Knee room and headroom are particularly awesome in the rear, while the back seats can easily be slid back and forth or even reclined. The doors open nice and wide for easy access, storage compartments are here, there and everywhere including a pair of cup holders next to the gear selector, and the boot measures 450-litres. That’s a 100-litre improvement over the last model.
All in all, it’s a capable, versatile family car.
Equipment & Safety Of The MINI Countryman Hatchback
Standard kit is good, with entry level models getting cruise control, Bluetooth, 16” alloys, as well as rear parking sensors. The Cooper S and SD models add 17” alloys and a lovely leather/cloth trim.
The John Cooper Works model tops the range. It’s pricey, but you get a more aggressive exterior design, bigger 18” alloys and LED headlamps.
Is the car safe? Five stars from Euro NCAP for its crash-test performance would certainly suggest so. Add to that a 90% score for adult occupation and 80% for child protection, and it’s evident that this is a robust, secure car. Moreover, we like that automatic emergency braking is standard on all models.
Costs Of The MINI Countryman Hatchback
Prices for the new car start out from £23,000 and rise to £33,145. For more information on our leasing deals, check out our page here.
In terms of its running costs, MINI have as usual delivered the goods for buyers who don’t want to spend a small fortune at the filling station. The hybrid is easily the most affordable to run, and can even keep going on electric power alone for 25 miles, and averages 134mpg according to MINI. However, you would need to fork out £29,000 just to buy it in the first place.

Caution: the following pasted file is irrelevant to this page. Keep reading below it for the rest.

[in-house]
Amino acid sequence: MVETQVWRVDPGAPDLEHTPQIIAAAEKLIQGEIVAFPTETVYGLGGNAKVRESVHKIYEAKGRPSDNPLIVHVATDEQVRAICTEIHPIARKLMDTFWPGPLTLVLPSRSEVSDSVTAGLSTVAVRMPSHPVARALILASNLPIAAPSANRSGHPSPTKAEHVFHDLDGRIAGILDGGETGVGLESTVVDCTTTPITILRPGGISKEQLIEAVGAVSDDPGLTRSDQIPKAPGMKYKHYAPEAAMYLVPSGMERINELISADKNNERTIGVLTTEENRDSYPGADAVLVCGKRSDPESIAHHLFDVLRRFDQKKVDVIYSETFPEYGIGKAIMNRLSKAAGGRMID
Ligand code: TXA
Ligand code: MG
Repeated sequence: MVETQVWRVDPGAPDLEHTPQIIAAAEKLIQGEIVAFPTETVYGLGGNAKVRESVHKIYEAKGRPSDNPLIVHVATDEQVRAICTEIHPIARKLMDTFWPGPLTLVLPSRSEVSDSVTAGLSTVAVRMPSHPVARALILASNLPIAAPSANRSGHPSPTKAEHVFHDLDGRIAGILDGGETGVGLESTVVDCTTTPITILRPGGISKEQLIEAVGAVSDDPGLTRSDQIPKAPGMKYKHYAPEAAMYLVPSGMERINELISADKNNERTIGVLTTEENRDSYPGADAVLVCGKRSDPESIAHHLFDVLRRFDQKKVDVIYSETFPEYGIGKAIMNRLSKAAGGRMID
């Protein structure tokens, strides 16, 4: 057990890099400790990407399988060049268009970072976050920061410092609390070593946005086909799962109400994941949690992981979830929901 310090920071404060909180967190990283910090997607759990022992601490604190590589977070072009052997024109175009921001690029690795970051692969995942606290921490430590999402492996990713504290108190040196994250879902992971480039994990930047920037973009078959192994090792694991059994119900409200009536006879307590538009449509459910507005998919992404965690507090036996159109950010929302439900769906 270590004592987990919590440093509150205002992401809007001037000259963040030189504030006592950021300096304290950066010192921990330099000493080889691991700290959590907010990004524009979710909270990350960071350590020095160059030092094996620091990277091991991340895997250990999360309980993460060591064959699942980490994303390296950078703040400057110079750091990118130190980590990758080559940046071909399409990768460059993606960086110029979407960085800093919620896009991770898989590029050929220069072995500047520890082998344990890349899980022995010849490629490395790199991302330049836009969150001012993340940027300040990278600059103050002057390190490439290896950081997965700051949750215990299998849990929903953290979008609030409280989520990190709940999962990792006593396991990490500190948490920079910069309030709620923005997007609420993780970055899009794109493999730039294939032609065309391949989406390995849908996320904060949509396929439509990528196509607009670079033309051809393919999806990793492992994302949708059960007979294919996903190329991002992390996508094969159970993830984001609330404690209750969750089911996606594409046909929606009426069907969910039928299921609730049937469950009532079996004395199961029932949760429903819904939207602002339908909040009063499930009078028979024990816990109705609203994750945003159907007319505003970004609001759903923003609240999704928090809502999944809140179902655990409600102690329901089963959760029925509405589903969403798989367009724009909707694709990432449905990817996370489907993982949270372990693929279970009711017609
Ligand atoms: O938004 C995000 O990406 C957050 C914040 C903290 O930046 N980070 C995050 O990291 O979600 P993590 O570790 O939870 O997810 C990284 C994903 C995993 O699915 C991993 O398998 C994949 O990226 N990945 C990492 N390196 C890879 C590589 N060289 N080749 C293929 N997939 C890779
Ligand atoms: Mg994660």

Assuming most buyers won’t want to be doing that, the 2.0-litre diesel is the cheapest conventional diesel engine to run. It returns 65.7mpg when paired up with a manual ‘box, and emits just 113g/km of CO2. The Cooper SD, meanwhile returns 61.4mpg, while the smallest petrol engine is good for a 51.4mpg economy. Opt for the rapid Cooper S, and you’ll be returning 44.1mpg at best.
Pros and Cons Of The MINI Countryman Hatchback
MINI’s have always been fun and carefree. But sometimes you need your car to be more than that. On the road, it’s more composed than ever.
A big boot, plenty of interior space and lots of storage make this the most usable MINI yet.
Its interior has come on loads over the years, and can now rival the likes of Audi for a premium feel.
As we’ll find out later in this review, its entry-level model is £2,000 more expensive than the Audi Q2’s starting price.
Style Won’t Be To All Tastes
MINI has worked really hard to hold onto its unique face. However, the purists will argue they haven’t succeeded.
MINI Countryman Hatchback vs Honda CRV vs Audi Q2
Let’s see how the car fares against its rivals in the comparison section of our 2017 MINI Countryman review.
MINI Countryman Hatchback vs Honda CRV
The new Honda CRV is an assertive-looking large family car that boasts one of the best reliability records for any mainstream model. It’s also packed with safety features, and has been built to last.
Honda has clearly put this car together to be as practical and as usable as possible. As such, its on-the-road capabilities can’t quite match the MINI’s prowess. There is plenty of grip on offer, but the four-wheel-drive variant in particular feels lifeless and no fun. Moreover, it leans a lot in corners.
The two-wheel-drive variant fares a bit better, and feels more agile and nimble. Both models are soft and comfortable enough with the standard alloys, but adding bigger ones will increase firmness and road noise.
There are three engines on offer. Our favourite is a 1.6-litre diesel engine that develops 118bhp and does 0-62 in 11.2 seconds. It’s a fairly quiet engine (for a diesel in a small SUV) and offers good economy and decent progress.
There is a more powerful version of the same engine. But while it has a faster 0-62 time of 9.6 seconds, its sharp increase in fuel economy will rule it out for some buyers.